(Front Page) IS LINDSAY LOHAN MARRIED? (page 12B) minnesota soldier killed in Iraq
The other day I was perusing through a copy of the Star Tribune, and I happened to notice a tragic and shocking event behind the colorful advertisements and front pages devoted to Hollwood break-ups and engagements, major league sports, and fashion trends. Another U.S. soldier was killed in Iraq, and even more noteworthy, the first Hmong from Minnesota. This was not the first time that I had noticed that the death of another of our country's finest, a reminder of the sacrifices made day in and day out by those on the front lines, had been demoted to the back pages. I made these same observations when I served as a soldier in Iraq, and when I got home immediately thereafter. The initial shock and repudiation has faded, but every time I have to scan the entire newspaper for the news that should serve as a glaring reminder to the American public of the cost of this war I begin to question the underlying motives behind the blissful ignorance.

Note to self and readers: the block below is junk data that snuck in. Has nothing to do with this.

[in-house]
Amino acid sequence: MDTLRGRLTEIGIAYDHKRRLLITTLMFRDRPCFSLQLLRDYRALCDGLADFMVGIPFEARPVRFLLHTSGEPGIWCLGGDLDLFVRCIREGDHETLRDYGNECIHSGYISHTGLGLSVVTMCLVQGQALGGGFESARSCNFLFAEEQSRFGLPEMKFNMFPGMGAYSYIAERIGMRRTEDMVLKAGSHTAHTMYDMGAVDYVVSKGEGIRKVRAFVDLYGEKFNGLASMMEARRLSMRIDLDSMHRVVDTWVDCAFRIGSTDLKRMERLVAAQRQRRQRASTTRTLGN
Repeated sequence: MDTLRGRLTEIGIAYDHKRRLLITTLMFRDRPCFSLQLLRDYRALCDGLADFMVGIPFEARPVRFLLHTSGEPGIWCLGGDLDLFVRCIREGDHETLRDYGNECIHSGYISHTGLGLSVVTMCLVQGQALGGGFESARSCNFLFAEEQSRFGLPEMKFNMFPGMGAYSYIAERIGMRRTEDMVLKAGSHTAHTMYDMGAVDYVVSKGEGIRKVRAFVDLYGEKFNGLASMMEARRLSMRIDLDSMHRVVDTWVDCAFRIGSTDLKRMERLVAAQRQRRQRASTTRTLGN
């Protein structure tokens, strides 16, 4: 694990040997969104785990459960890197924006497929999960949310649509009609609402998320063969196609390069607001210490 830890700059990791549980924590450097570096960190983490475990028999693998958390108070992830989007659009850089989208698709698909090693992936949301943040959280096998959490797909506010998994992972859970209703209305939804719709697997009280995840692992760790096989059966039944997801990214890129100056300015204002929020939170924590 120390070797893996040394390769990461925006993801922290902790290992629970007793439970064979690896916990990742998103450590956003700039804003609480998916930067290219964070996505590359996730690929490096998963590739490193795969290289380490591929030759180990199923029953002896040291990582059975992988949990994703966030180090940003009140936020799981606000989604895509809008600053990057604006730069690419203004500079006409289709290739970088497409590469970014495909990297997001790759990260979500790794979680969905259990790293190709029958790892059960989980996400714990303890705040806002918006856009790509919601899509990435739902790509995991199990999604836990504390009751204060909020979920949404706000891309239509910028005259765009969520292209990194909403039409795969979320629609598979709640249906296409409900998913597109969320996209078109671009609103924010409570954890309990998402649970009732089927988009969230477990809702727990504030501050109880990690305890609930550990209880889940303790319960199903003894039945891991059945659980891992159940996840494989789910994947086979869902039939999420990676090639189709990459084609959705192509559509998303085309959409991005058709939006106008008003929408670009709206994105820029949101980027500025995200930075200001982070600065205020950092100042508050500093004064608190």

Surely, it can be stated that the American public has a short attention span, and furthermore, a low tolerance for casulties. I would, however, like to delve deeper into this problem ( the aforementioned neglect of reporting on the Iraq war), and suggest that the apparent complancency on the part of the media outlets (who serve the interests of the American public) in reporting on the Iraq war is subjected to racial and class-based discrimination.
An overwhelming number of the members of the U.S. military come from the lower class of American society. In addition to that, the military has a disproportionate number of minorities among it's ranks. It may seem like a far stretch of the imagination, but it is worth looking into to suggest that maybe the public's apparent uneasiness with stomaching the casulties of their nation is based in other aspects (i.e. Vietnam), but is exacerbated by the racial and class differences between those serving, and those in power.